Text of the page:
Theatre manager Oscar Wolfe (Shawn Hamilton) looks on as the acting clan of Kitty LeMoyne Dean (Angela Timberman), Herbert Dean (Bill McCallum), Fanny Cavendish (Elizabeth Franz), and Julie Cavendish (Michelle O’Neill) discuss business in the Guthrie Theater production of Royal Family. Photo by Heidi Bohnenkamp.
Royal Family, now playing at the Guthrie Theater, is a comedic delight. Rarely does one go to the theatre and laugh so much these days, or hope so eagerly for certain characters to seize the spotlight. It’s smartly directed, visually stylized, and makes you wish that you could see some of the grand dames of the play doing shows in real life.
Melodramas were going out of style when George S. Kaufman and Edna Ferber decided to send up the genre in 1927’s Royal Family. When the play first premiered on Broadway, Kaufman was 10 years into a 12-year stint as the drama editor for the New York Times, with ample material for a play about a whole clan of stage actors seizing every opportunity to overact. Ferber’s contributions are harder to tease out, but one can’t argue with the collaboration’s results.
Like many melodramas, trying to follow or recount the twists and turns of the plot is best left to the viewer. To start with, there are grand, riveting declamations by Elizabeth Franz as Fanny Cavendish, the grand matron of this family of actors; heart-grabbing monologues by Michelle O’Neill as Fanny’s daughter Julie Cavendish; and a whole series of attention-grabbing routines by Matthew Salvidar as her brother Tony Cavendish. Each moment in the play evokes some familiar genre or stereotype, which would be easy to do in a derivative fashion but comes across as great parody. The script is full of zingers and scene-stealing, and stuffed with moments delicious moments that recall classic stage dramas and black-and-white films. There’s a lot of 1920s glamour around this strong ensemble cast, which is clad in a seemingly made-for-newspaper covers parade of costumes by Brenda Abbandandolo.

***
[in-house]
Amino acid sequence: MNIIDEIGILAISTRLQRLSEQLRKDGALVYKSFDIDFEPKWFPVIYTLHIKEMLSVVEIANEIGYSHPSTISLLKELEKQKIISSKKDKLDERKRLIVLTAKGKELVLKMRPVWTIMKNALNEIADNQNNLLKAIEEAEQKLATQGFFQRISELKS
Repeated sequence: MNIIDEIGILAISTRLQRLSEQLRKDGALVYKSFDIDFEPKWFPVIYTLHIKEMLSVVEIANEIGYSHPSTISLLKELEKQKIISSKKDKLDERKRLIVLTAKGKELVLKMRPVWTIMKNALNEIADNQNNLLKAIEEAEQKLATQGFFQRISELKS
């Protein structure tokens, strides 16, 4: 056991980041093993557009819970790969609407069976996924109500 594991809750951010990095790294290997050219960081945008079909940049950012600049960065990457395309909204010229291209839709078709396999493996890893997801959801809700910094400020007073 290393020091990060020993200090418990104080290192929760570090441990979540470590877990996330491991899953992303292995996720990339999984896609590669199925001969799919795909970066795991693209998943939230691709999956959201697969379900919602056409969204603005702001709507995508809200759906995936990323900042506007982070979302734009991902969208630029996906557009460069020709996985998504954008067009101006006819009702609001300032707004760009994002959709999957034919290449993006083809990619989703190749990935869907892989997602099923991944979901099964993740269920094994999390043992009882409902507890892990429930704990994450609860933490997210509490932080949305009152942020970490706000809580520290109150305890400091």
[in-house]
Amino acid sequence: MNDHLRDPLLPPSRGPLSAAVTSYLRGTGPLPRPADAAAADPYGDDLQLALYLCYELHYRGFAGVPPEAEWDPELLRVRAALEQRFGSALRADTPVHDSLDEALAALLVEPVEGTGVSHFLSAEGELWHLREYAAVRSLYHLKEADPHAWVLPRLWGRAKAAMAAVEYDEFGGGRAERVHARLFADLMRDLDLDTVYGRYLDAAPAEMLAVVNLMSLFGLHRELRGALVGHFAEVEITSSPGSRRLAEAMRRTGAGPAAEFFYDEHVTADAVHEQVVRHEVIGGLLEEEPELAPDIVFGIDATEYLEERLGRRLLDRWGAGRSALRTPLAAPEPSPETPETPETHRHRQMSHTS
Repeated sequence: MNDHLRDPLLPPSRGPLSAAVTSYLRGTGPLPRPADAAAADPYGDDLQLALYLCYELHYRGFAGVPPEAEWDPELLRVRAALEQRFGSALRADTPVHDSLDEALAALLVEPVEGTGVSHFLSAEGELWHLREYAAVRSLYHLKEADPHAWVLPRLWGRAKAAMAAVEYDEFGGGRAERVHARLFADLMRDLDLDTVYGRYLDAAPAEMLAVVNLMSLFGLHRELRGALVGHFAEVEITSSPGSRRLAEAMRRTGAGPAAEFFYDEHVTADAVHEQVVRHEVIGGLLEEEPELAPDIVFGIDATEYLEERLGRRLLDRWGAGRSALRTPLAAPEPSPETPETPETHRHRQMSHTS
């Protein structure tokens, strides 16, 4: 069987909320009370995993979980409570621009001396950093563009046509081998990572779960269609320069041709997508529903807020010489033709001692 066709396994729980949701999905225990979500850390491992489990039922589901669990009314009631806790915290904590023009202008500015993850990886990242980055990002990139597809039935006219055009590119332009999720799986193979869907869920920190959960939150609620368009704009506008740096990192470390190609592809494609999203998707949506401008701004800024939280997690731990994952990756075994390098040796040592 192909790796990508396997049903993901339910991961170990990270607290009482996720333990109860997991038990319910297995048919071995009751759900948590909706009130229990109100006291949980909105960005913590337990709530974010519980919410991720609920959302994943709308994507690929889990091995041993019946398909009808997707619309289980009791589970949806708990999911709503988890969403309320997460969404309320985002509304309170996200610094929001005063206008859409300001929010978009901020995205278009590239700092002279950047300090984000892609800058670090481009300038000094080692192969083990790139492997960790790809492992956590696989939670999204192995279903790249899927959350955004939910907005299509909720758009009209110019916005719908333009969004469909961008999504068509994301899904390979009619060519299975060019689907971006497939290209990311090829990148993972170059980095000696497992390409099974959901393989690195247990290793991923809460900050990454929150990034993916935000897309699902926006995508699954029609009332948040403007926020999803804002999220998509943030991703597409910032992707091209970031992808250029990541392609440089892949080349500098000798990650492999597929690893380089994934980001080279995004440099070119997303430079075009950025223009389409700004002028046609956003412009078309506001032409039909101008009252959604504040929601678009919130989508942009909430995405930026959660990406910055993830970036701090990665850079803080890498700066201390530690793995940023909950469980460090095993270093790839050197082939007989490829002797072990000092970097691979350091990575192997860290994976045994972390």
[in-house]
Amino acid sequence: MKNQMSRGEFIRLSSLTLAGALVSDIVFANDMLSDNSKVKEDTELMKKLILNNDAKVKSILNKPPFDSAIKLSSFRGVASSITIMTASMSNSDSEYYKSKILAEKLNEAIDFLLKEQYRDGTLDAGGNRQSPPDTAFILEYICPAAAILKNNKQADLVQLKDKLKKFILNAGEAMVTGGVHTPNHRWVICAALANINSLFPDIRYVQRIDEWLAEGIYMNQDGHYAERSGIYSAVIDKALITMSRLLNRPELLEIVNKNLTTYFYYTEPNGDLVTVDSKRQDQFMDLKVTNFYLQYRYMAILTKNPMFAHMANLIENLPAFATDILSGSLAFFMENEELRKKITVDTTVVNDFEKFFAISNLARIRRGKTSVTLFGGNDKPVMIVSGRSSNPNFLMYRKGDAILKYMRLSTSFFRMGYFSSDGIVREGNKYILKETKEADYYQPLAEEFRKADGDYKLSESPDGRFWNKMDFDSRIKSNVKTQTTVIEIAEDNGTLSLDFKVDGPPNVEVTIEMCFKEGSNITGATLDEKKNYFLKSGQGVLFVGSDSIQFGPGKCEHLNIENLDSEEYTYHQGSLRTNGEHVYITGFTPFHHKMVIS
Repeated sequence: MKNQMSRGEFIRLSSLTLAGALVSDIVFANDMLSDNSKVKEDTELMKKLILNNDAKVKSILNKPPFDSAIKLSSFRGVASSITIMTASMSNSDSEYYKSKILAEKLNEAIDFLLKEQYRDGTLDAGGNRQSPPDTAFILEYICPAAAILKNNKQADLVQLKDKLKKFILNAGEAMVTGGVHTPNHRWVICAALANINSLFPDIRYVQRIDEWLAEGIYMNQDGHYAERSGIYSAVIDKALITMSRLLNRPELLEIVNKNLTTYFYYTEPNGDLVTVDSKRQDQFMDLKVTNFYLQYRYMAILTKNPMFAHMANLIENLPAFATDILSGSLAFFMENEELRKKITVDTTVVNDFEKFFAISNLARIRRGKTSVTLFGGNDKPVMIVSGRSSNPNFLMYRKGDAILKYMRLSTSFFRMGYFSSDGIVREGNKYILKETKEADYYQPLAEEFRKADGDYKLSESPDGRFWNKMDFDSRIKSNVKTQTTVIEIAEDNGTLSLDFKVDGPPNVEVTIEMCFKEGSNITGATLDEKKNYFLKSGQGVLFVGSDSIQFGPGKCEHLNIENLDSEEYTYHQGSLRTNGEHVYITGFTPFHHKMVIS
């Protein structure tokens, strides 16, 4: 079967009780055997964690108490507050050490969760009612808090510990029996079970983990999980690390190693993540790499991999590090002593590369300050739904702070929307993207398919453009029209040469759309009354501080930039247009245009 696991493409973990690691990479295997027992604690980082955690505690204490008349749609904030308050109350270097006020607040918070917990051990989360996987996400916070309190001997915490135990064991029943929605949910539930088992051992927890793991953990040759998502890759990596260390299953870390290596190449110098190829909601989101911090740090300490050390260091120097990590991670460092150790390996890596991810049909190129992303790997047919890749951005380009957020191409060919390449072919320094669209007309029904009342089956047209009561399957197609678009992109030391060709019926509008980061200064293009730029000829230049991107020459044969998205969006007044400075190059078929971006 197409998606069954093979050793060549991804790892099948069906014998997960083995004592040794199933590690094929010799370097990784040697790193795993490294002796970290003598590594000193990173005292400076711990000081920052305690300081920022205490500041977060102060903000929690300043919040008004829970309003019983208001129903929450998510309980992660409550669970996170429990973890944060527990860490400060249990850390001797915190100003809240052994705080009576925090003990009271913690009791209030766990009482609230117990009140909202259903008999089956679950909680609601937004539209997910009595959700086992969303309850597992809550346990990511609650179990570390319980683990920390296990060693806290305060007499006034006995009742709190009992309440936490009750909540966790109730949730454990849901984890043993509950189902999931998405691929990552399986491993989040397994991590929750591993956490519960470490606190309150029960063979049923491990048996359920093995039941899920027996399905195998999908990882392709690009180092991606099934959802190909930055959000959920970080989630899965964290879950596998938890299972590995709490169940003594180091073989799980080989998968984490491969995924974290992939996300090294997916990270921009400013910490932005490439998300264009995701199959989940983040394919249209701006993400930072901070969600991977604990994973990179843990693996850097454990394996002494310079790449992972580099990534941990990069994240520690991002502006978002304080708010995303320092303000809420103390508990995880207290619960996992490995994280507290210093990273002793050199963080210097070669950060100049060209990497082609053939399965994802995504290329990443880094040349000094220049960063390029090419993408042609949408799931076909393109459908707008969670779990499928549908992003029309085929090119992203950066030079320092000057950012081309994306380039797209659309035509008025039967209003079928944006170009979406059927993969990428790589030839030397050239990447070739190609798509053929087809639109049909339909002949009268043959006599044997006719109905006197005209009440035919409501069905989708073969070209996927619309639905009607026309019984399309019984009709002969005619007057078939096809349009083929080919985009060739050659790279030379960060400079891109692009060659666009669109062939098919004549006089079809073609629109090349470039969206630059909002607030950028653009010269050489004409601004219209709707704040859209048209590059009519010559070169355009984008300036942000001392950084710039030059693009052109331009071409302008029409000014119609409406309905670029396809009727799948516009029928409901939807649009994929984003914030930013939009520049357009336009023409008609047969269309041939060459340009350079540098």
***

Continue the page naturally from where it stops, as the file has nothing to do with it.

An interesting aspect of the design is the prominent and visible use of giant fresnel lighting instruments, which are lowered into and exposed in different acts. (This is a long 3-hour/3-act play, with a 5-minute “stretch break” and a 15-minute intermission.) This is more than mere set decoration: this particular instrumentation gives a very specific visual allusion to the period, which enhances the sense of larger-than-life film and stage characters leaping through the onstage living room. It’s a fine effect, whether it gets credited to lighting designer Bradley King or set designer Marte Ekhougen, and one of many touches that help create the stage-on-stage world.
No prior knowledge of theatre is required to enjoy Royal Family, but this work directed by Rachel Chavkin is a fine-tuned delight of theatrical excess. One’s heart goes out with the in-show talk of a tour – you get the impression that it would be truly spectacular to see.
Royal Family plays at the Guthrie Theater in Minneapolis, MN through March 19.
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